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Law Allows Electric Coops to Provide Internet But May Take Y

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Law Allows Electric Coops to Provide Internet But May Take Years
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House Speaker Philip Gunn Speaking at Stennis Capitol Press Forum
Desare Frazier

A new law opens the door for Mississippi Electric Cooperatives to study how to bring the internet to rural communities. But as MPB's Desare Frazier reports, it could be years before the service is available.

At a press luncheon in Jackson, Mississippi Speaker of the House Republican Philip Gunn talks about a new law that allows electric cooperatives to provide broadband to rural areas. He says the costs is a major obstacle. Gunn recounts what a utility company employee said to his boss after reviewing the price tag.

"He said I got two proposals for you. If we run service to those six houses it's $300,000 for us. But if we pay to move those six houses into town, it's only $200,000 for us," said Gunn.

The law allows cooperatives to partner with other coops or internet service providers to share the costs. David O'Bryan with the Delta Electric Power Association says they're looking at creative options because it's so expensive to install fiber optics. Delta Electric covers portions of 13 counties including LeFlore, Bolivar and Montgomery. O'Bryan says the U.S. Department of Agriculture is providing $600 million in grants to rural areas nationwide.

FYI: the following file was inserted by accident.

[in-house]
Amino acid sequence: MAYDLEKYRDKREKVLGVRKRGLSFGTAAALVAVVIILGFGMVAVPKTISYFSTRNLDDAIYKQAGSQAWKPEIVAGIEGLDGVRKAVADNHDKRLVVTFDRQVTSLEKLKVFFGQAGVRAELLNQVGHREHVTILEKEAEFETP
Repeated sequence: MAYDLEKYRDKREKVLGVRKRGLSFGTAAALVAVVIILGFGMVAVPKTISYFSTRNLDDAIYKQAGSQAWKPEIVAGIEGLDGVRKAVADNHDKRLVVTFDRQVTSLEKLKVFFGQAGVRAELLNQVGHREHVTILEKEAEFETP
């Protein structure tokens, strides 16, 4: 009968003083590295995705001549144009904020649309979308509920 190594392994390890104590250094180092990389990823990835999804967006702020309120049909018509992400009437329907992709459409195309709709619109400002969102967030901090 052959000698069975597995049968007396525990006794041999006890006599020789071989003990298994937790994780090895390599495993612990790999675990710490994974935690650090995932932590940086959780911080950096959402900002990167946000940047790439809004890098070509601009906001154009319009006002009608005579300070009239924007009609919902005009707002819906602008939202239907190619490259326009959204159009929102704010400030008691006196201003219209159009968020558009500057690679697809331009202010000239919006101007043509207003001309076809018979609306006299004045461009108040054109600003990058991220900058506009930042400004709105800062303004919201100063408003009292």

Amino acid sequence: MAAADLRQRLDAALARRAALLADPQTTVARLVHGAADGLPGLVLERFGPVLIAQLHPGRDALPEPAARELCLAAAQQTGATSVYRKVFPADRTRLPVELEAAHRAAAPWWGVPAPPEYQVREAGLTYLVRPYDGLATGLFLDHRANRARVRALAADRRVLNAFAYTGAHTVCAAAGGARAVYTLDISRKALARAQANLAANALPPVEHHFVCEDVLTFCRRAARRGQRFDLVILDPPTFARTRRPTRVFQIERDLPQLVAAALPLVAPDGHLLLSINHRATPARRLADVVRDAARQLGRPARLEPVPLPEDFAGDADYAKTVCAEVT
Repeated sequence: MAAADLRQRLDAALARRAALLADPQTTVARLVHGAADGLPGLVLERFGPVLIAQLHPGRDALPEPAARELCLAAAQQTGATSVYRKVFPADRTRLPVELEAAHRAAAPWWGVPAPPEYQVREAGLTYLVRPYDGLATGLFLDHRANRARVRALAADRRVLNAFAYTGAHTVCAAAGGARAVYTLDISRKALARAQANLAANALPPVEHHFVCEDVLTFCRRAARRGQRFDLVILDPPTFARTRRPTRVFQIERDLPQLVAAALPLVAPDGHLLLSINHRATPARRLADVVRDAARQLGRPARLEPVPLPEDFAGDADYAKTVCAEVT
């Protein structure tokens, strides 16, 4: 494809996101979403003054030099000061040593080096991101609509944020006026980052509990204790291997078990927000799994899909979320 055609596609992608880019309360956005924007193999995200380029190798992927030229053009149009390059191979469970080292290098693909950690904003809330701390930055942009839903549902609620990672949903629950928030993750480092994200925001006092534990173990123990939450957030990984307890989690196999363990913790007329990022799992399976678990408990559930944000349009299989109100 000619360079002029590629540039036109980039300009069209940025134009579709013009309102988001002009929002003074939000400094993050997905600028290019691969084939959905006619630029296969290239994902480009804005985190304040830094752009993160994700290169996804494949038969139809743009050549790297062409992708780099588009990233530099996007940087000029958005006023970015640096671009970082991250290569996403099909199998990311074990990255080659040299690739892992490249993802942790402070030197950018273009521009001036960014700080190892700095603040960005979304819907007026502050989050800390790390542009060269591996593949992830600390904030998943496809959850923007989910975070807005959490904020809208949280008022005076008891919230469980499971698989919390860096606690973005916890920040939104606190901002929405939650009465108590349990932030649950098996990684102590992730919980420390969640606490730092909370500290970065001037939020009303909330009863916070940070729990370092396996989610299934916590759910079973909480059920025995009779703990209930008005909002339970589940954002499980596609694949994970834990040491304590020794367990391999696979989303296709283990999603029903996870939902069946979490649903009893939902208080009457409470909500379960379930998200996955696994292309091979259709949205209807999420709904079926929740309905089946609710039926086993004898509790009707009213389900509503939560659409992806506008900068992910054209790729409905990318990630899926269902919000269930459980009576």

"I think the cost in Mississippi alone is well over a $1 billion for the electric coops to do this. So the $600 million is really not a lot of money," said O'Bryan.

Public Service Commissioner Brandon Presley, is pushing cooperatives to find ways to provide the service.

"The same question was there when electricity was being put in and we solved that problem through rural cooperatives. We can do the same with internet service. It is being done in 107 placed in America and many places more rural than Mississippi," said Presley.

David O'Byran says it can take more than a year to study the economic impact of providing the service. Then he says he can take 6 to 10 years to phase it in.